By Martin Zwilling
If you listen primarily to the popular press, you could easily be convinced that all successful startup businesses are built by one smart person, such as Mark Zuckerberg at Facebook, or Jeff Bezos at Amazon. In reality, it takes a collaboration of many good people to build and run a business, even though the original idea probably did come from that innovative entrepreneur.
Thus a key skill and focus for every aspiring entrepreneur is the ability to collaborate with others who have the complementary skills in delivering the many decisions required in business, including marketing, financial, operations, and support. Solo or autocratic entrepreneurs usually don’t survive, due to required skills and a workload far beyond the capacity of a single human.
Yet there are many myths around collaboration that convince some to distrust or discount its value, or use it ineffectively. Here are some of the common ones I hear, with my view on the truth and the myth antidote:
Collaboration implies consensus and compromise. In reality, collaboration with team members who have different expertise or come from different cultures opens more possibilities for making the best decision in a world of unknowns. It also leaves everyone with buy-in, while consensus and compromise imply win-lose or less than optimal results.
Open-plan offices are required to facilitate collaboration. Open office plans simply squeeze more employees in less space, and often reduce productivity and collaboration, due to noise, distractions, and constant interruptions. The best collaboration is done in a structured team environment, usually a meeting room, and managed by a team leader.
Solutions through collaboration take too much time. Quick decisions may be better than no decision, but arbitrary or autocratic decisions based on no data or no insights may actually cause more damage than no decision. Collaborative good decisions recommended by a well-rounded team can be made quickly and effectively.
Company founders can edict collaboration in teams. Collaboration has to start at the top. The actions of a founder, more than words or policies, set the culture. This has to start with good communication and participation from all executives, as well as listening and providing constructive feedback. Effective collaboration requires trust at all levels.
Technology startups need experts more than collaboration. Technology alone doesn’t make a business. It has to be easily used, personalized, marketed, and supported. This requires innovative thinking outside the box, from a variety of disciplines, all working as peers. Experts working alone often fall victim to myopia and technical bias.
The best new ideas come from leaders and executives. Good ideas come from everywhere, so the more voices and collaboration, the better. Often the lowest level customer-facing team members have a better idea of trends and competitive alternatives in the marketplace. Top management can then manage resources and implementation.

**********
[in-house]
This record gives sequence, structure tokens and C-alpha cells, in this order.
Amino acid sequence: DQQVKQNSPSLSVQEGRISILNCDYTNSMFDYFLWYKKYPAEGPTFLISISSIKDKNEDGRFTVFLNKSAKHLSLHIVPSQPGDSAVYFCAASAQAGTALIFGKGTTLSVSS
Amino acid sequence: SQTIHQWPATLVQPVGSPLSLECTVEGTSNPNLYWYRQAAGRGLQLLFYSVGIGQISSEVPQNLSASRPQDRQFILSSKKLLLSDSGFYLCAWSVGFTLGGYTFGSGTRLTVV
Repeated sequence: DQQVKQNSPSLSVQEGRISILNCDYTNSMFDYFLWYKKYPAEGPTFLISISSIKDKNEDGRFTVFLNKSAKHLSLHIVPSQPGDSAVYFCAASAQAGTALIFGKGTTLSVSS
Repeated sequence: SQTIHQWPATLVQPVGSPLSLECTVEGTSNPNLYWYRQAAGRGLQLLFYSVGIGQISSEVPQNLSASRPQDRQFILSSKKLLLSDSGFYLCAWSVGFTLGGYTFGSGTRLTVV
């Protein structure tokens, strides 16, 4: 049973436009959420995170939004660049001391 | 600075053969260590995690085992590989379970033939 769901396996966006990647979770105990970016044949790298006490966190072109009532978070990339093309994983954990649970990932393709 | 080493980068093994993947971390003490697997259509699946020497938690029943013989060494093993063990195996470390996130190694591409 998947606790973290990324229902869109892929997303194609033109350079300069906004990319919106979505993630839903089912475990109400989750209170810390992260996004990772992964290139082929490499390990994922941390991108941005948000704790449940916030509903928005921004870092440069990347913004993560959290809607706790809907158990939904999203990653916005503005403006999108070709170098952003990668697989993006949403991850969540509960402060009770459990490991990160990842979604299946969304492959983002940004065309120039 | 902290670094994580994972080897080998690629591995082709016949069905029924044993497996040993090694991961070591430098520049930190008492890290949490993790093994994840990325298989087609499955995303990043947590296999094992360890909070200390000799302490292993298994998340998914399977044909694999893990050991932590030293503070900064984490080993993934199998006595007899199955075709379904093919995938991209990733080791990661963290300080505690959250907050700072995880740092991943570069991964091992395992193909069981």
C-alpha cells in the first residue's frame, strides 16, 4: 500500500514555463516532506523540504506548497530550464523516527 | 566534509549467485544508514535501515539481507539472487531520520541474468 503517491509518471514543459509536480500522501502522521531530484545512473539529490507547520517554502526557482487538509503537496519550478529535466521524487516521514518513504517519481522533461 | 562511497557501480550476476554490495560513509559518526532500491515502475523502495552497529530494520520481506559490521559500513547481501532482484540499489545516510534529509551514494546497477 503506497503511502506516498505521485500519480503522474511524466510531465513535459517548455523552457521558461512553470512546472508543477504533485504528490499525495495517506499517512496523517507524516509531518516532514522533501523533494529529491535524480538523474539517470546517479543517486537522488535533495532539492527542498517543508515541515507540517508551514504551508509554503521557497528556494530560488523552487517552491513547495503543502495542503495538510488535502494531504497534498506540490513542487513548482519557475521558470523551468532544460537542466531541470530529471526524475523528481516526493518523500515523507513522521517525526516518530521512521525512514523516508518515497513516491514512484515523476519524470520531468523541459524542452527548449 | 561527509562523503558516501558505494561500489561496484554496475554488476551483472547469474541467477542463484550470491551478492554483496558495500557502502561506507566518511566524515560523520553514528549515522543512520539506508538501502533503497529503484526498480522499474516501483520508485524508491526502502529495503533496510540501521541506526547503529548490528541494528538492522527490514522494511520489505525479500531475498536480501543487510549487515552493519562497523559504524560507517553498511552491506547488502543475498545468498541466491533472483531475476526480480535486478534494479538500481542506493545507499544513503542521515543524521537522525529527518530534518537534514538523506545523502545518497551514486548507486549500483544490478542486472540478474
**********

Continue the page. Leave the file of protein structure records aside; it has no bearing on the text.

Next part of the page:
Communications training is required before collaboration. A collaborative culture facilitates improved communication skills, as team members play to their strengths, and learn to be authentic and genuine. The best training is always learning by doing, with mentoring, for understanding alternatives and the ability to reach agreement faster.
Collaboration mutes the ability to recognize and reward individuals. In fact, if you participate in a collaborative process, it become more obvious which individuals are most often suggesting innovative approaches, or make the best arguments for a successful solution. Thus collaborative environments often highlight rewardable individuals.
Deploy the right tools and collaboration will happen naturally. Good tools can facilitate the collaborative process, but won’t create the culture and trust necessary for effective results. Deploying collaboration tools and platforms, such as Slack or Workplace by Facebook, are certainly a part of the solution but they are by no means the solution.
Team members instinctively know how to collaborate. Everyone’s interpretation of what it means to work collaboratively is different, so every organization needs to provide a clear set of guidelines on how people should interact. This should include a clarification of attitude required, cultural guidelines, tools, and abilities and skills to master.
Building a collaborative culture is not an easy evolution from a long-established authoritarian environment, so it pays to get it right the first time in your new business. It also may be a hard concept to accept if you are a fiercely independent entrepreneur driving an innovative vision. Yet in my experience, it’s a required step today for transforming an idea into a sustainable business.
The writer is a veteran startup mentor, executive, blogger, author, tech professional, professor, and investor. Published on Forbes, Entrepreneur, Inc, Huffington Post